How to Start a Letter: Professional Tips and Examples
Updated 6 January 2023
Starting a letter professionally can help you make a good first impression on your recipient. Using a professional tone and a business layout shows you are a professional person who respects your recipient. As you may write letters to important people including prospective employers and business contacts, mastering how to start a letter matters. In this article, we discuss how to start a professional letter, with tips and examples that demonstrate accepted techniques.
How to start a professional letter
The method below will help you start a professional letter that demonstrates your competence and written communication skills. You can apply this method to any professional letter, such as a cover letter and a letter of recommendation:
1. List your contact information
List your contact details in the top left corner of your letter. If you are applying for a job, these will be your personal contact details. If your letter is a letter of recommendation or a letter written on behalf of your company, use your business contact details. Include the following information, starting a new line for each bullet point:
Your full name
Your job title (for letters using business contact details)
Your phone number (mobile or landline)
Your email address
Your street address or P.O. Box number
Your city or suburb, state and postcode
You can list your phone number and email address after your postal address if you prefer. Including all relevant information matters more than the order it appears. Displaying this information prominently helps your recipient easily reply to your letter. If you are writing a letter on business letterhead, you may omit the postal address and phone number, if the number on the letterhead is the same as your work line.
2. Write the current date in full
Leave a single line space, then write the current date in full. Express the date as a number, followed by the full name of the month and the year, for example, '10 April 2021'. Including the date provides context, especially if you mention time periods such as ‘yesterday' or ‘last week' in your letter.
3. Add your recipient's contact information
Leave another single line space, then write your recipient's contact information. Include the following information, starting a new line for each bullet point:
Recipient's full name
Recipient's street address or P.O. Box number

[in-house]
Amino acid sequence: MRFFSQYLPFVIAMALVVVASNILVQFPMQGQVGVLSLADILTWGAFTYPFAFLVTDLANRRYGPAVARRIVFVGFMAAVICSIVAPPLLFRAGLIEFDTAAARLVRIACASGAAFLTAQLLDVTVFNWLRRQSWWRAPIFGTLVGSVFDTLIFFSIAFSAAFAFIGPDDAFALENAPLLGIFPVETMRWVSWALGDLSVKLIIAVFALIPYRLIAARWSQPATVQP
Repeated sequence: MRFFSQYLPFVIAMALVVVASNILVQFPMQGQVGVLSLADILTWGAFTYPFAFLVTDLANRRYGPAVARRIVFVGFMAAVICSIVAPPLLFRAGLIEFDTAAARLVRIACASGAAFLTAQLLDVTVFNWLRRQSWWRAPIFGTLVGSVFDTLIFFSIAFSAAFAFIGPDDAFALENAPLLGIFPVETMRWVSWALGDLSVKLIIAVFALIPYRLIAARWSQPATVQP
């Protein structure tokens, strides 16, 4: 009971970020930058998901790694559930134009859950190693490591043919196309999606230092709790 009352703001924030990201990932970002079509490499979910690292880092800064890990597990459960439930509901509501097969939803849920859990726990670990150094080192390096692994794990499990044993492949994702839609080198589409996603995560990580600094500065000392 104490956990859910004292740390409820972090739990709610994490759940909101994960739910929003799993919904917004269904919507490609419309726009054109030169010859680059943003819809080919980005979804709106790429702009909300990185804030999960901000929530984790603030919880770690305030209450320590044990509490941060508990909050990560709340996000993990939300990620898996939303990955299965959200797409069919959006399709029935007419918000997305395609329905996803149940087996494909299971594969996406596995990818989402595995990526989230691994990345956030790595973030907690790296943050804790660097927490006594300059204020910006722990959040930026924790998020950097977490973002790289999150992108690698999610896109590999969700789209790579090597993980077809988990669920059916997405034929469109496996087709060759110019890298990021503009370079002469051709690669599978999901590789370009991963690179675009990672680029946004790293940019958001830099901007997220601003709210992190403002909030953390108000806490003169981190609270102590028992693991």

Recipient's city or suburb, state and postcode
4. Use an appropriate salutation
Leave another single line space, then add a professional but warm salutation. In most cases you should start the letter with the word “Dear”, then your recipient's title and name, followed by a comma.
You should always use a person's professional title if they have one. Alternatively, you can use a gendered title, such as Mr or Mrs. Mrs is traditionally used for a married woman, although some women prefer the modern title Ms. Unmarried women are usually referred to as Ms, rather than the title Miss.
When writing to someone unfamiliar to you, include only their surname. If you are writing to someone you know, you may include their first name and surname, either with or without the title. If you have built a very close personal relationship with the recipient over many years, you may use only their first name. You could also substitute ‘Dear' with another greeting word such as ‘To'.
Using your recipient's name personalises the letter and creates a bond between you and the recipient. If you aren't sure what their name is, contact their company or do some online research to discover it. Make sure to confirm the spelling and preferred title if your company shares the name over the phone. If you are unable to find your recipient's name, you may use their job title or a generic salutation. Some appropriate salutations for professional letters include:
Dear Dr Stephen Williams,
Dear Prof Williams,
Dear Mr Stephen Williams,
Dear Mr Williams,
Dear Ms Williams,
Dear Stephen Williams,
Dear Stephanie, (for very close contacts)
To Mrs Stephanie William,
To the Hiring Manager,
To the Head of Marketing,
To whom it may concern,
5. State the purpose of your letter
Leave another single line space, then write the letters ‘Re', short for regarding, followed by a colon, and your purpose for writing the letter in a few words. For example, you might write ‘Re: Donation to end-of-year fundraising drive'. Think of this line in your letter like the subject line of an email. Stating your purpose for writing in this line helps your recipient understand your motivation and what you expect of them. They can then quickly decide to read on for more information.